Elizabeth Warren’s New Economic Plan Tears into Trump on Trade

Remember when she created a new agency? As president, she wants to do it again.

Sen. Elizabeth Warren campaigns at Iowa State University in Ames, Iowa, on May 3, 2019.Jack Kurtz/ZUMA Wire

In the wake of the 2008 financial crisis, Elizabeth Warren, then a wonky law professor teaching at Harvard, led the effort to set up a new federal agency, a financial watchdog that would fight for American consumers against big banks. Two winning Senate campaigns and a decade later, she’s now a presidential candidate, and she wants to do it again, this time by creating an agency focused squarely on creating and improving middle-class American jobs.

Warren’s campaign outlined their new proposal on Tuesday in a Medium post, where she promises to pursue a policy agenda focused on “economic patriotism.” At the center of the plan is the creation of a Department of Economic Development that would, among other responsibilities, overhaul the federal government’s approach to international trade policy. A longtime Wall Street foe, Warren argues that international agreements like the North American Free Trade Agreement and other such pacts have encouraged business to take jobs and investments out of the US, enriching corporations and hurting American workers.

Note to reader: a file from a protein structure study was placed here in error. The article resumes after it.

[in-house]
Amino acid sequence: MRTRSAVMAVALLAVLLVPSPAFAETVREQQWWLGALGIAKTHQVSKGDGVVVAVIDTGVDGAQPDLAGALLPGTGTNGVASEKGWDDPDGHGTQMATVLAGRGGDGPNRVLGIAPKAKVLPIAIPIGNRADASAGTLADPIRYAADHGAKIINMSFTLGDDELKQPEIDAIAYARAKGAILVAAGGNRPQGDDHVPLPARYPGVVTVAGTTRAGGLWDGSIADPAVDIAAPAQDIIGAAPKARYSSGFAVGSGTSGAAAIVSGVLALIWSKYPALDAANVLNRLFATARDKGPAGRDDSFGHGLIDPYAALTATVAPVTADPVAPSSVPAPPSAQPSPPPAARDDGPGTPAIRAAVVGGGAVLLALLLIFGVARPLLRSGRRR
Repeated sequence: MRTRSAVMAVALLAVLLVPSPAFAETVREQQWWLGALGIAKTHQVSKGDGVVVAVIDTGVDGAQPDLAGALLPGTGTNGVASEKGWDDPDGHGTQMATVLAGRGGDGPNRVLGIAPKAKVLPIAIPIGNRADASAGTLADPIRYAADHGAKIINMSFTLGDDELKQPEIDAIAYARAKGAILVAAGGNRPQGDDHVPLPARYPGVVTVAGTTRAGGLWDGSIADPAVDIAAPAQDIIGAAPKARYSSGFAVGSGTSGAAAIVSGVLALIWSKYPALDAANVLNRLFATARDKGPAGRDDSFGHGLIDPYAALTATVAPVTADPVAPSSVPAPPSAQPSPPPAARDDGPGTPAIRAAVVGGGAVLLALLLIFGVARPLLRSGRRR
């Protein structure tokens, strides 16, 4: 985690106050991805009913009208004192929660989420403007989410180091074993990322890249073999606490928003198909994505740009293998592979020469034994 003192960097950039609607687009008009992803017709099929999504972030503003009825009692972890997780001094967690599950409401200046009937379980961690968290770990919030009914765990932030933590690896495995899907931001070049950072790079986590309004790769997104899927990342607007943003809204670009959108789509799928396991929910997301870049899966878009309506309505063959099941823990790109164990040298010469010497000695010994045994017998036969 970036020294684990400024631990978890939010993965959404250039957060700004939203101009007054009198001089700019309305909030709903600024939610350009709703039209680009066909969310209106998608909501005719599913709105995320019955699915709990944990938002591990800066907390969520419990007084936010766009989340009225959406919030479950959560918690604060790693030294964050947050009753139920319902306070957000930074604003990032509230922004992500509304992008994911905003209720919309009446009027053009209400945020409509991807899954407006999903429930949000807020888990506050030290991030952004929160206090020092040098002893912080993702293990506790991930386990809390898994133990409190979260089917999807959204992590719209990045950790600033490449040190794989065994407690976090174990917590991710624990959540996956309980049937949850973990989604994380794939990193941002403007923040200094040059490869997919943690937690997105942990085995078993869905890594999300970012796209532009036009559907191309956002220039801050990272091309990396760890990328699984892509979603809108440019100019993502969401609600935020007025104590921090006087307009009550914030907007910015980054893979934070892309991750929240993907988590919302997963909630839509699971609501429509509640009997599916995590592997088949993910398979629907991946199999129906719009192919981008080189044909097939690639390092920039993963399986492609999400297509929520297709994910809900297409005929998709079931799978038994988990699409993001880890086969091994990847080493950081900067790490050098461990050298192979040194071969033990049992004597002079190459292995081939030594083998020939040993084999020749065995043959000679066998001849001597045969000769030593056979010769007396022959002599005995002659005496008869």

“America chose to pursue a trade policy that prioritized the interests of capital over the interests of American workers,” Warren writes. “It’s becoming easier and easier to shift capital and jobs from one country to another. That’s why our government has to care more about defending and creating American jobs than ever before—not less.”

In creating the new agency, Warren envisions replacing the Commerce Department, the Office of the US Trade Representative, and the Small Business Administration, as well as consolidating trade-related programs and offices from across government. “By placing our trade programs within this new Department, we will make clear that trade policy must defend and create American jobs,” writes Warren. 

Beyond the new agency, Warren floats several other ideas. Warren wants to attach more conditions to public R&D funds that go to American companies from Apple to Amazon, ensuring the funds encourage job creation across the country, and requiring companies whose products grow out of federally-funded research to produce them in the US. Warren is also pushing to give Americans a financial stake in the projects their taxes help fund, either through equity, or by requiring companies to reinvest their profits into the American workforce through training programs or more production jobs. 

Other aspects of the proposal include requiring the federal government to purchase American-made goods, encouraging more government spending to support American exports, and better managing the value of the US dollar to counteract countries who make their own exports more attractive by manipulating the value of their currency.

These proposals, writes Warren, would bring the US in line with major economic competitors like Germany, Japan, and China, which have more aggressively invested in domestic manufacturing and exports on behalf of their workers. 

“This is a key and sensible proposal,” says Robert Scott, a senior economist at the Economic Policy Institute’s Policy Center. “We need to catch up with the Joneses. Other countries have coordinated trade and economic policy planning functions for decades.”